"Videos on how not to..." I see instead of using Crash-Test-Dummy's", using finger-test-dummys and kickback-backstop-dummy's along the flavor of "Myth Busters" and "Bill Nye The Science Guy"... Why not, they do instructional DVD's for jigs right?

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post #5 of 15 (permalink) Old 09-21-2013, 02:00 PM
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Can not agree more but read follow and understand your tools, every tool I have bought first page of instructions Read safety instructions
TAKE RESONSIBLITY FOR YOUR OWN ACTIONS
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post #6 of 15 (permalink) Old 09-21-2013, 05:38 PM Thread Starter
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Quote:
Originally Posted by Semipro View Post
Can not agree more but read follow and understand your tools, every tool I have bought first page of instructions Read safety instructions
TAKE RESONSIBLITY FOR YOUR OWN ACTIONS
+1 on that. I think it was Porter Cable who used to start their Operating Guides with (and many others used the same verbiage):
Quote:
"It must be understood by the operator that common sense and caution are factors which cannot be built into this product, but must be supplied by the operator."

"Don't worry, I saw this work in a cartoon once."
"Usually learning skills and tooling involves a progression of logical steps."
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post #7 of 15 (permalink) Old 09-21-2013, 06:06 PM
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Sell the sizzle, the steak be damned.

There would be alot of out of work contributing editors out there if they just stuck with
selling the steak..

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post #8 of 15 (permalink) Old 09-21-2013, 10:02 PM
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Quote:
Originally Posted by DaninVan View Post
Hey, Mike; seems like in either accident scenario, lack of a blade guard with anti-kickback pawls would be the likely major issue(?).
Possibly. However, I do not use either. BUT, when I make a saw sled, I make very sure that I make it so neither of my hands can get near the blade, and the blade is under cover - like a piece of 2X4 front to back; let's put it this way, my saw sleds are overkill as far as keeping my fingers safe. And when I use push sticks, I make them so I cannot get my fingers near the blade; got a Gripper now, so use that over push sticks a lot now. I value my body parts a lot, so make very sure I keep them away from the whirly parts.

Not had a kickback, but always stand well to the side of the blade, just in case.

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post #9 of 15 (permalink) Old 09-22-2013, 08:32 AM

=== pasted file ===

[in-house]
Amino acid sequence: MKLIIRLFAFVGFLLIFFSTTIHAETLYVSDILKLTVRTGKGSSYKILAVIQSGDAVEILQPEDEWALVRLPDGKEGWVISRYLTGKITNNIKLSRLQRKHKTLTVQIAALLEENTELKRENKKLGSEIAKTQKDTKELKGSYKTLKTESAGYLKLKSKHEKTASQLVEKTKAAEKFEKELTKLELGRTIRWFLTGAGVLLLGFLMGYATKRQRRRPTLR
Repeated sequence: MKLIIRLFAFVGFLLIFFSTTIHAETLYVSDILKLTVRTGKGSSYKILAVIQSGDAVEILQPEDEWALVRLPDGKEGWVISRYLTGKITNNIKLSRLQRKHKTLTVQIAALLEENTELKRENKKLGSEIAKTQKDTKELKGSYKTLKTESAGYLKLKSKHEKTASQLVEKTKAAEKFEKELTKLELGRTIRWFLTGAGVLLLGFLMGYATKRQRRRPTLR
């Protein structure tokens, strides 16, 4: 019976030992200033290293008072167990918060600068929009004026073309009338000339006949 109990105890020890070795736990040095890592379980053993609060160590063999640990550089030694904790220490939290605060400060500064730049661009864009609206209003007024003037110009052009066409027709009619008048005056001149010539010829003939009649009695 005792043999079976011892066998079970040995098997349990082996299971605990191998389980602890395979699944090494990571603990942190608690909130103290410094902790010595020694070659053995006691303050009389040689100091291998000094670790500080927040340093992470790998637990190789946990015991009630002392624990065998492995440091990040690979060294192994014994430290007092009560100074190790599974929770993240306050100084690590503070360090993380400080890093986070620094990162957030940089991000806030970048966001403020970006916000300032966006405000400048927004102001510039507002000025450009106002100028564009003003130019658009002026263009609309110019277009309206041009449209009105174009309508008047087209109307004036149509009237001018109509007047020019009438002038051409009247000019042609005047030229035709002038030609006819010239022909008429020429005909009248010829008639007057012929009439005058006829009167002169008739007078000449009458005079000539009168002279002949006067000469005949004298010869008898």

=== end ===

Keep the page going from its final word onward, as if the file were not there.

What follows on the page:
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Very early on had a kickback piece of ply hit me in the stomach, hurt like heck and took about 6 months to really heal. Use a GrRipper all the time now and stand more to the side with the paddle off switch where I can hit it with my body. New saw has riving knife and a decent blade guard with pawls. Also do most of my cross cuts on a sled, much safer. Biggest safety device, however, is taking time to work out mentally exactly how i'm going to make the cut. I also cannot bring myself to put an unprotected hand closer than about 6 inches from a spinning blade without that GrRipper. Getting a second one for Christmas, thanks honey.
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post #10 of 15 (permalink) Old 09-22-2013, 09:17 AM
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Also do most of my cross cuts on a sled, much safer. Biggest safety device, however, is taking time to work out mentally exactly how i'm going to make the cut.
I should have mentioned, with that 2X4 over the blade, I would actually have to stick my fingers under the 2X4 to even come close to the blade. Plus, I have a stop on the front, and back, of my sleds, so the sled can never travel far enough in either direction far enough to let the blade cut thru, and be in the open.

And, very true, thinking is the big thing.

"It ain't what you're told, it's what you know." - Granny Weatherwax
Gather the villagers, pitchforks, torches; we march at dusk!
Some days, the supply of available curse words is insufficient to meet my demands.
.....Call me a craftsman, artisan, or artistic, and I will accept that. Call me an artist and you will likely get a quite rude comment in return. I am not a @#$%ing artist.